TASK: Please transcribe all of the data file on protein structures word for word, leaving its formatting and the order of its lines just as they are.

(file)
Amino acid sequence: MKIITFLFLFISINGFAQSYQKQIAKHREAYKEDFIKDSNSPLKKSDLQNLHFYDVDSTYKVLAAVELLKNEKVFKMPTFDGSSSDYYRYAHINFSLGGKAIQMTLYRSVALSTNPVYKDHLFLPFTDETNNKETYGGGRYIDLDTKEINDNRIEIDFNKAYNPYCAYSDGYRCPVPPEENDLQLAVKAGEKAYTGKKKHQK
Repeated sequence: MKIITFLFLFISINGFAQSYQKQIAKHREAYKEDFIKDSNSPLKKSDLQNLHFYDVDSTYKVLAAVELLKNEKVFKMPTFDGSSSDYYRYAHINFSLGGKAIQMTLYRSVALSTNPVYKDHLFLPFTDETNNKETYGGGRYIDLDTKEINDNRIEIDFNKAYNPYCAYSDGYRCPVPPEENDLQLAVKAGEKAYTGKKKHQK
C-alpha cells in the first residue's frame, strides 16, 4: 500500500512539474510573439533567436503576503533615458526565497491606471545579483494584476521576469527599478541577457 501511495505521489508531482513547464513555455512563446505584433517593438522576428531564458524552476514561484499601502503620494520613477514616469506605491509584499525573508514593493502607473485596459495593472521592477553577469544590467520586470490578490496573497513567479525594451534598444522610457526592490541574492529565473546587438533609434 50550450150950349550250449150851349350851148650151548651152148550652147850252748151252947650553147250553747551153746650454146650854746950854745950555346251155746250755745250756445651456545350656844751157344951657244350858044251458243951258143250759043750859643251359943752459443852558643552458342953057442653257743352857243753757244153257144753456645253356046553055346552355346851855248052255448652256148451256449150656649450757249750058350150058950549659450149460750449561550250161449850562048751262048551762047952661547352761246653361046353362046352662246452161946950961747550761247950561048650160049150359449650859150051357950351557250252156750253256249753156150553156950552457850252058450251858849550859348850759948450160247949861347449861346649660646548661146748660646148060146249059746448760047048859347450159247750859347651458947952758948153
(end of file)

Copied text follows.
Amino acid sequence: MKIITFLFLFISINGFAQSYQKQIAKHREAYKEDFIKDSNSPLKKSDLQNLHFYDVDSTYKVLAAVELLKNEKVFKMPTFDGSSSDYYRYAHINFSLGGKAIQMTLYRSVALSTNPVYKDHLFLPFTDETNNKETYGGGRYIDLDTKEINDNRIEIDFNKAYNPYCAYSDGYRCPVPPEENDLQLAVKAGEKAYTGKKKHQK
Repeated sequence: MKIITFLFLFISINGFAQSYQKQIAKHREAYKEDFIKDSNSPLKKSDLQNLHFYDVDSTYKVLAAVELLKNEKVFKMPTFDGSSSDYYRYAHINFSLGGKAIQMTLYRSVALSTNPVYKDHLFLPFTDETNNKETYGGGRYIDLDTKEINDNRIEIDFNKAYNPYCAYSDGYRCPVPPEENDLQLAVKAGEKAYTGKKKHQK
C-alpha cells in the first residue's frame, strides 16, 4: 500500500512539474510573439533567436503576503533615458526565497491606471545579483494584476521576469527599478541577457 501511495505521489508531482513547464513555455512563446505584433517593438522576428531564458524552476514561484499601502503620494520613477514616469506605491509584499525573508514593493502607473485596459495593472521592477553577469544590467520586470490578490496573497513567479525594451534598444522610457526592490541574492529565473546587438533609434 50550450150950349550250449150851349350851148650151548651152148550652147850252748151252947650553147250553747551153746650454146650854746950854745950555346251155746250755745250756445651456545350656844751157344951657244350858044251458243951258143250759043750859643251359943752459443852558643552458342953057442653257743352857243753757244153257144753456645253356046553055346552355346851855248052255448652256148451256449150656649450757249750058350150058950549659450149460750449561550250161449850562048751262048551762047952661547352761246653361046353362046352662246452161946950961747550761247950561048650160049150359449650859150051357950351557250252156750253256249753156150553156950552457850252058450251858849550859348850759948450160247949861347449861346649660646548661146748660646148060146249059746448760047048859347450159247750859347651458947952758948153